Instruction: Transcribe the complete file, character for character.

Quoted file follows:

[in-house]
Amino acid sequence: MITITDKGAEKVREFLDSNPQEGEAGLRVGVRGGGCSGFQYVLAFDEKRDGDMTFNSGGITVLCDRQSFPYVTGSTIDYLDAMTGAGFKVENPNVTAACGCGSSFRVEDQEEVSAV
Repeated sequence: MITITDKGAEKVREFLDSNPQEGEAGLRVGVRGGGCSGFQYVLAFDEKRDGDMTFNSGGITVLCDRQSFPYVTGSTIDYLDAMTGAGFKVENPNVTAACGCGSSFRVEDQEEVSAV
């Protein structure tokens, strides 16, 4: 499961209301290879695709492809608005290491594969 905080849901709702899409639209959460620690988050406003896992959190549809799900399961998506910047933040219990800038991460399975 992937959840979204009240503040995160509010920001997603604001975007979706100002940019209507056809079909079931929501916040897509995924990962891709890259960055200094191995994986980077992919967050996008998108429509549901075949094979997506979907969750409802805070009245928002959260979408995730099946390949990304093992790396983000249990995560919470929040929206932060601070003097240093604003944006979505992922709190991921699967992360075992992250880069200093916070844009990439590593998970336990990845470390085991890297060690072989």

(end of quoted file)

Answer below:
[in-house]
Amino acid sequence: MITITDKGAEKVREFLDSNPQEGEAGLRVGVRGGGCSGFQYVLAFDEKRDGDMTFNSGGITVLCDRQSFPYVTGSTIDYLDAMTGAGFKVENPNVTAACGCGSSFRVEDQEEVSAV
Repeated sequence: MITITDKGAEKVREFLDSNPQEGEAGLRVGVRGGGCSGFQYVLAFDEKRDGDMTFNSGGITVLCDRQSFPYVTGSTIDYLDAMTGAGFKVENPNVTAACGCGSSFRVEDQEEVSAV
């Protein structure tokens, strides 16, 4: 499961209301290879695709492809608005290491594969 905080849901709702899409639209959460620690988050406003896992959190549809799900399961998506910047933040219990800038991460399975 992937959840979204009240503040995160509010920001997603604001975007979706100002940019209507056809079909079931929501916040897509995924990962891709890259960055200094191995994986980077992919967050996008998108429509549901075949094979997506979907969750409802805070009245928002959260979408995730099946390949990304093992790396983000249990995560919470929040929206932060601070003097240093604003944006979505992922709190991921699967992360075992992250880069200093916070844009990439590593998970336990990845470390085991890297060690072989």